Change pension rules, Charity Finance Group urges the Chancellor

Pre-Budget submission to George Osborne and Treasury says charities struggle to pay high contributions but cannot afford to leave schemes

George Osborne
George Osborne

The government should change pension rules to help charities in multi-employer schemes, the Charity Finance Group said today in a pre-Budget submission to the Chancellor, George Osborne.

The CFG, which this week changed its name from the Charity Finance Directors’ Group, says in the submission that charities often have difficulty affording high contributions to multi-employer defined-benefit pension schemes. But they also find it difficult to leave because they usually have to make large lump-sum payments, which they cannot afford.

The submission says a significant number of CFG members "are in a situation where they can afford neither to stay nor leave".

"At a time when their finances are being squeezed from all angles, the existing regulations mean that charities are being further penalised – trapped by a pension scheme from which they cannot escape and effectively prohibited from restructuring, merger, engaging in joint ventures, making redundancies or looking to take on additional public services as a means of adapting to a tougher economic climate," it says.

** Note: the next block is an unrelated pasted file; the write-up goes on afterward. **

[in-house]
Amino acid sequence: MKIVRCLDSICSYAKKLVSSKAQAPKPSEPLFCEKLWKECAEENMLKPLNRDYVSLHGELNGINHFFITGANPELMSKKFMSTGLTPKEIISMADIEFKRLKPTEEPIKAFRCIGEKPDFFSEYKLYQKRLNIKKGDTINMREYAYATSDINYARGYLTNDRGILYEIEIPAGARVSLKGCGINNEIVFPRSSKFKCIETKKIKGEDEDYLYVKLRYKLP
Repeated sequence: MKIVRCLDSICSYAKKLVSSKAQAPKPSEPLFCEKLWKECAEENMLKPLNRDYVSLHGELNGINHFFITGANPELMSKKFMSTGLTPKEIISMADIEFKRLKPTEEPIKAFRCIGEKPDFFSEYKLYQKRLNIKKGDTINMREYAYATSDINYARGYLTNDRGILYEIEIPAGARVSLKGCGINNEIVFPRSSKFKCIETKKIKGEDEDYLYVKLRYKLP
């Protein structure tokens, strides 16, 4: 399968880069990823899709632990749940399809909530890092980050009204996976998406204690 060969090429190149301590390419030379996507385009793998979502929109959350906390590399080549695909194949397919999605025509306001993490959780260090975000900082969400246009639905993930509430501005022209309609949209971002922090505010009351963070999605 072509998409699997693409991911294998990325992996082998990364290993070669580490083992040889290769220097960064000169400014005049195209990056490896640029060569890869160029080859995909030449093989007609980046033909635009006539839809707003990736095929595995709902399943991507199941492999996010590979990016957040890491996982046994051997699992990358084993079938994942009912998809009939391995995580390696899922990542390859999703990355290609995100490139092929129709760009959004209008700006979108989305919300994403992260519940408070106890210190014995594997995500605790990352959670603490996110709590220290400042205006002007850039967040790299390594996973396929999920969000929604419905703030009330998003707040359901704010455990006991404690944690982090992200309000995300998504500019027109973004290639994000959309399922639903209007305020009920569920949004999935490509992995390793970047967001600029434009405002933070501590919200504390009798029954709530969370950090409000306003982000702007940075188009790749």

The CFG wants organisations to be allowed to pay off their liabilities gradually when they leave a scheme.

It also suggests measures to make it easier for organisations to pay off liabilities before they leave and to protect them from having to pay the debts of other organisations that are unable to pay.

The CFG said the government should consult on this issue within a year.

It also calls on the government to consult on a wide-ranging VAT exemption for charities that share back-office services.

A shared services exemption was announced in the notes for the Chancellor’s autumn statement. But the CFG said that the strict rules around it meant that many charities couldn’t benefit.

The CFG asks for more backing to create a Gift Aid database that would allow organisations to log donations more efficiently.

It also says the amount of "non-primary purpose" trading charities can carry out before having to set up a trading subsidiary is too low, and should increase from £50,000 a year to £250,000 a year.

The Budget will take place on 21 March.

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